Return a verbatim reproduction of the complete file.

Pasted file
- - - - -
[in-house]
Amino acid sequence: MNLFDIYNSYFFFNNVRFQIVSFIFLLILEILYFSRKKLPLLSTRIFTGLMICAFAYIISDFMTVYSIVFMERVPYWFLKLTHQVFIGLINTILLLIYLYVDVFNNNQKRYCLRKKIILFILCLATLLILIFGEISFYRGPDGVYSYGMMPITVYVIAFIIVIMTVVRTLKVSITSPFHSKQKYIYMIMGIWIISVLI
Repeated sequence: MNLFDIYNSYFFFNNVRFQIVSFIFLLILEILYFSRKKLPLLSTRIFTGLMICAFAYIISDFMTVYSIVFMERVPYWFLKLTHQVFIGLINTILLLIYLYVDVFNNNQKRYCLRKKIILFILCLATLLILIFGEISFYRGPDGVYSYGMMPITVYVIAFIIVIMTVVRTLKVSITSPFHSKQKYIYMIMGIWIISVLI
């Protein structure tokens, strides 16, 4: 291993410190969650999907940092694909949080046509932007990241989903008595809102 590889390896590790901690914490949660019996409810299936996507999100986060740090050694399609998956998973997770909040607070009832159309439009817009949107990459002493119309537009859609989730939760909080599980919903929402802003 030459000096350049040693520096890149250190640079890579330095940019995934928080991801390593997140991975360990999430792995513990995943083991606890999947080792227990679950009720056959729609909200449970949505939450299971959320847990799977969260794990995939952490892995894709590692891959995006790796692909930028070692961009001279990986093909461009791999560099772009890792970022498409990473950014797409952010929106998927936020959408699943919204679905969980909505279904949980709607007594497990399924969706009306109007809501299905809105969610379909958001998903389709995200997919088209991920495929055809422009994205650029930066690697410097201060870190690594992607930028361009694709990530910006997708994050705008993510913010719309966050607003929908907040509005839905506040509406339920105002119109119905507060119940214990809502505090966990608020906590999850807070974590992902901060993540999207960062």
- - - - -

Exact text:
[in-house]
Amino acid sequence: MNLFDIYNSYFFFNNVRFQIVSFIFLLILEILYFSRKKLPLLSTRIFTGLMICAFAYIISDFMTVYSIVFMERVPYWFLKLTHQVFIGLINTILLLIYLYVDVFNNNQKRYCLRKKIILFILCLATLLILIFGEISFYRGPDGVYSYGMMPITVYVIAFIIVIMTVVRTLKVSITSPFHSKQKYIYMIMGIWIISVLI
Repeated sequence: MNLFDIYNSYFFFNNVRFQIVSFIFLLILEILYFSRKKLPLLSTRIFTGLMICAFAYIISDFMTVYSIVFMERVPYWFLKLTHQVFIGLINTILLLIYLYVDVFNNNQKRYCLRKKIILFILCLATLLILIFGEISFYRGPDGVYSYGMMPITVYVIAFIIVIMTVVRTLKVSITSPFHSKQKYIYMIMGIWIISVLI
């Protein structure tokens, strides 16, 4: 291993410190969650999907940092694909949080046509932007990241989903008595809102 590889390896590790901690914490949660019996409810299936996507999100986060740090050694399609998956998973997770909040607070009832159309439009817009949107990459002493119309537009859609989730939760909080599980919903929402802003 030459000096350049040693520096890149250190640079890579330095940019995934928080991801390593997140991975360990999430792995513990995943083991606890999947080792227990679950009720056959729609909200449970949505939450299971959320847990799977969260794990995939952490892995894709590692891959995006790796692909930028070692961009001279990986093909461009791999560099772009890792970022498409990473950014797409952010929106998927936020959408699943919204679905969980909505279904949980709607007594497990399924969706009306109007809501299905809105969610379909958001998903389709995200997919088209991920495929055809422009994205650029930066690697410097201060870190690594992607930028361009694709990530910006997708994050705008993510913010719309966050607003929908907040509005839905506040509406339920105002119109119905507060119940214990809502505090966990608020906590999850807070974590992902901060993540999207960062």